1.45pm – continue viewing footage
2.30pm – a demonstration of editing and outputting a film – post-production on a budget
3.15pm – what to do with your production – getting it seen, including the use of social media
4pm – course ends
Piers WarrenPrincipal of Wildeye
Piers is well known throughout the wildlife film-making industry as the founder of Wildlife Film News and former producer of wildlife-film.com, which he created in the 1990s. With a strong background in biology, education and conservation, he has had a lifelong passion for wildlife films and has a wide knowledge of natural history. He cut his teeth in the industry as a sound engineer and multi-media producer, running a studio for many years before creating Wildeye (click photo to read more).
Madelaine WestwoodProduction Tutor
Madelaine is the founder of GAFI and the Pedal Powered Cinema Project. As a wildlife filmmaker for over twenty years, Madelaine has learned that moving images can have a powerful effect upon the people who view them. With a background in documentaries working with broadcasters such as National Geographic, BBC, Discovery, Channel 4, plus five years in commercials and corporate films, Madelaine decided to use this experience to try and reach the people who needed to see the films the most – those who live and work in the areas most affected by environmental damage, climate change, habitat loss and species extinction (click photo to read more).
Mike LinleyCamera and Production Tutor
Mike was a producer and scientific advisor to Survival the Internationally acclaimed wildlife programme making company from 1980 until its demise in 2001. During this time he filmed and produced over 60 documentaries, many of which won major International awards. He also researched, wrote and produced over 200 wildlife programmes for children including the series Animals in Action. He then formed Hairy Frog Productions, an independent wildlife production company (click photo to read more).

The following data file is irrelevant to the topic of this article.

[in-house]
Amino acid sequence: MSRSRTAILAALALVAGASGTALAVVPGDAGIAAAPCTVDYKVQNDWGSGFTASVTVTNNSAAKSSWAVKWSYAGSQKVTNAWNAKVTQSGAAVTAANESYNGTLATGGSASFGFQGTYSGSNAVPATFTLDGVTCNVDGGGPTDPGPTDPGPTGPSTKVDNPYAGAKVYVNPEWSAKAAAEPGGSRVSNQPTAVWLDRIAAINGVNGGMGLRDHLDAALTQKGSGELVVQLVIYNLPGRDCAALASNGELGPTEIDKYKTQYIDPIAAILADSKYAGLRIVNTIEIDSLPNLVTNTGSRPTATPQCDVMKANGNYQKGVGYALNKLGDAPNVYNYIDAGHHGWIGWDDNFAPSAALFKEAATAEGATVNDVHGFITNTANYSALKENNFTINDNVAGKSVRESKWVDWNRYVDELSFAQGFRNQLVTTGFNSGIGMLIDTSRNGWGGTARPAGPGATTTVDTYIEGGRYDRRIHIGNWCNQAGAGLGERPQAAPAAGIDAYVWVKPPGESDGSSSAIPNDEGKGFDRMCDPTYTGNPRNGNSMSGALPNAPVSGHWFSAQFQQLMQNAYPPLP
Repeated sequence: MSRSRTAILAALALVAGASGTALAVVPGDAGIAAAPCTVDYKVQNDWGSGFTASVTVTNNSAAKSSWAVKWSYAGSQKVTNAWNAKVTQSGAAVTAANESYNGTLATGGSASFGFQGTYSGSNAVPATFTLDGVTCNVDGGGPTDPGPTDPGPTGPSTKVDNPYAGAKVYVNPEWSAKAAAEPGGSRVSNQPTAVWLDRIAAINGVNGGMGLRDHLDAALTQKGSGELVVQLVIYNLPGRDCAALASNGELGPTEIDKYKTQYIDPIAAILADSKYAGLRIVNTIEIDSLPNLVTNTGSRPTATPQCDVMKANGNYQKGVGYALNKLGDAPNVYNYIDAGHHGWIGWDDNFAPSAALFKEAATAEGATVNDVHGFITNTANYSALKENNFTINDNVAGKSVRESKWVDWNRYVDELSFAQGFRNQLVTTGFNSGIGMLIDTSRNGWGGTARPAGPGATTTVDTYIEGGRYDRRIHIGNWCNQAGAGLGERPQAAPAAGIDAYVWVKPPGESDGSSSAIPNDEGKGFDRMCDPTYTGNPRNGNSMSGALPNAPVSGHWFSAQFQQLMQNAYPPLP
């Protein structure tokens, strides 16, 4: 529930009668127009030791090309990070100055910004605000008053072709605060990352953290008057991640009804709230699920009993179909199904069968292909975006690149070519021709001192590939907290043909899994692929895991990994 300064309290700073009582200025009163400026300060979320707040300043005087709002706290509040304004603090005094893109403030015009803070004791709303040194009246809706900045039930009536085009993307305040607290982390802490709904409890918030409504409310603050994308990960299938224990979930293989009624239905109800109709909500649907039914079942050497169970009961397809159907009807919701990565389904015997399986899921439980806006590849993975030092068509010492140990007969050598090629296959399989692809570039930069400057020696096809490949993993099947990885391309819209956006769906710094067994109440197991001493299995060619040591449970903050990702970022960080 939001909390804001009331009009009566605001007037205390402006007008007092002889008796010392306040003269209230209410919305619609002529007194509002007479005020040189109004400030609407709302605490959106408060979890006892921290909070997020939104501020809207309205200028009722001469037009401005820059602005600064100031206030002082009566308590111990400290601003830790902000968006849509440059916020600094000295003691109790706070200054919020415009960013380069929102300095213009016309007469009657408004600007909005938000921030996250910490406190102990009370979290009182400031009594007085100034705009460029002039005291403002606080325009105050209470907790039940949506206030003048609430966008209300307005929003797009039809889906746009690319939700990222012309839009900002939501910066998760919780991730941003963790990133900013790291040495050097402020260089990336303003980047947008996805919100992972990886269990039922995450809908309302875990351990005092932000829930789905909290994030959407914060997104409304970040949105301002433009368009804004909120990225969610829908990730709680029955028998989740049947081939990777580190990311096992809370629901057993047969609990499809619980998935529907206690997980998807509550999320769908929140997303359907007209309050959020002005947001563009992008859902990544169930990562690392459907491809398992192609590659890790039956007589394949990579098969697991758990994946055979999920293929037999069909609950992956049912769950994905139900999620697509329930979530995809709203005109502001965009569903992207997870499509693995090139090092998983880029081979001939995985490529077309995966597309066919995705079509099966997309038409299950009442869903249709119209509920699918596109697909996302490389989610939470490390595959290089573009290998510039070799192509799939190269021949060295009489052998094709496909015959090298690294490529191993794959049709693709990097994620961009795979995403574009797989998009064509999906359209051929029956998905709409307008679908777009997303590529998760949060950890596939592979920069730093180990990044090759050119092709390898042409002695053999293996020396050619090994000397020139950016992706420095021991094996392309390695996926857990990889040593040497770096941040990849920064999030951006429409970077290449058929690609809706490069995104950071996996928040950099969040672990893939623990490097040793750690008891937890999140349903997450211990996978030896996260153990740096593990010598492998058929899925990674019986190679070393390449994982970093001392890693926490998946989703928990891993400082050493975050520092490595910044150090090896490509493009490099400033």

Richard BrockConservation Film Tutor
Richard worked in the BBC Natural History Unit for 35 years producing, among others, the highly successful Life on Earth and Living Planet series with David Attenborough. Concerned by the lack of willingness to address the real current state of the environment he left the BBC and started his own independent production company Living Planet Productions which has made over 100 films on a wide range of environmental topics, shown all over the world (click photo to read more).
Jason PetersFilms That Make a Difference Co-ordinator
Jason has been fascinated by wildlife ever since growing up on a farm in Sussex. He then went on to study wildlife film-making in Cape Town and has since worked mainly as a researcher. Jason is passionate about finding solutions to conservation and development issues and believes visual media to be the most effective tool for prompting change. He is also the project co-ordinator on the Films That Make A Difference database and is thrilled to be involved in this initiative to catalogue films that have already made a difference in the hope of inspiring others to do the same (click photo to read more).
Costs: £325 per person
This includes tuition, accommodation, and meals.
Dates: 4-6 August 2017
Note that if a course you are interested in is marked as fully booked you can ask to be put on a reserve list should anyone drop out…
To apply for a place please complete the form below, you will then be forwarded to a page which explains how to pay the deposit/fee to secure your booking: